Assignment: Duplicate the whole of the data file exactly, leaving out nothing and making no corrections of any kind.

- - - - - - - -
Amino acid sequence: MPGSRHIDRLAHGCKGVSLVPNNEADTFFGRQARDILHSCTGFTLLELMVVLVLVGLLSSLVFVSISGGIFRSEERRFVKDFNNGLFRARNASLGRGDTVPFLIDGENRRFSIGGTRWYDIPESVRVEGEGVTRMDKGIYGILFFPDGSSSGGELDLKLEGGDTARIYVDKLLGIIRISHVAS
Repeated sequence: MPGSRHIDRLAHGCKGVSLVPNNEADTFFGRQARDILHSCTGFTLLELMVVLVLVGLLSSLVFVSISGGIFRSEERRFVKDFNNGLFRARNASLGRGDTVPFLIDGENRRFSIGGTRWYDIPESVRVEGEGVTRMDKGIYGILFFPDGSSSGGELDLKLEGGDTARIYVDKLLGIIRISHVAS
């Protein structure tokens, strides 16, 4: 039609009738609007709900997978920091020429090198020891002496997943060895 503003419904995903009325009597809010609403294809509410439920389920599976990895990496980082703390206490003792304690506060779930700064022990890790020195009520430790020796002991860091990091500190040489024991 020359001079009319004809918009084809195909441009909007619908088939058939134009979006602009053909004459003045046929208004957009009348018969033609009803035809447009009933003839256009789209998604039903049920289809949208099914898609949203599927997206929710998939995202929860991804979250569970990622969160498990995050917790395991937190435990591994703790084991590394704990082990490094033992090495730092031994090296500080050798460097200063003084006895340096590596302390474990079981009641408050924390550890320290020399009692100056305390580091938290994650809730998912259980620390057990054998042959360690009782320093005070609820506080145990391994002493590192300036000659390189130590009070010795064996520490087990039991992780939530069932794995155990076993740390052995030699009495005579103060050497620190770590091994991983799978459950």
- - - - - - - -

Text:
Amino acid sequence: MPGSRHIDRLAHGCKGVSLVPNNEADTFFGRQARDILHSCTGFTLLELMVVLVLVGLLSSLVFVSISGGIFRSEERRFVKDFNNGLFRARNASLGRGDTVPFLIDGENRRFSIGGTRWYDIPESVRVEGEGVTRMDKGIYGILFFPDGSSSGGELDLKLEGGDTARIYVDKLLGIIRISHVAS
Repeated sequence: MPGSRHIDRLAHGCKGVSLVPNNEADTFFGRQARDILHSCTGFTLLELMVVLVLVGLLSSLVFVSISGGIFRSEERRFVKDFNNGLFRARNASLGRGDTVPFLIDGENRRFSIGGTRWYDIPESVRVEGEGVTRMDKGIYGILFFPDGSSSGGELDLKLEGGDTARIYVDKLLGIIRISHVAS
């Protein structure tokens, strides 16, 4: 039609009738609007709900997978920091020429090198020891002496997943060895 503003419904995903009325009597809010609403294809509410439920389920599976990895990496980082703390206490003792304690506060779930700064022990890790020195009520430790020796002991860091990091500190040489024991 020359001079009319004809918009084809195909441009909007619908088939058939134009979006602009053909004459003045046929208004957009009348018969033609009803035809447009009933003839256009789209998604039903049920289809949208099914898609949203599927997206929710998939995202929860991804979250569970990622969160498990995050917790395991937190435990591994703790084991590394704990082990490094033992090495730092031994090296500080050798460097200063003084006895340096590596302390474990079981009641408050924390550890320290020399009692100056305390580091938290994650809730998912259980620390057990054998042959360690009782320093005070609820506080145990391994002493590192300036000659390189130590009070010795064996520490087990039991992780939530069932794995155990076993740390052995030699009495005579103060050497620190770590091994991983799978459950």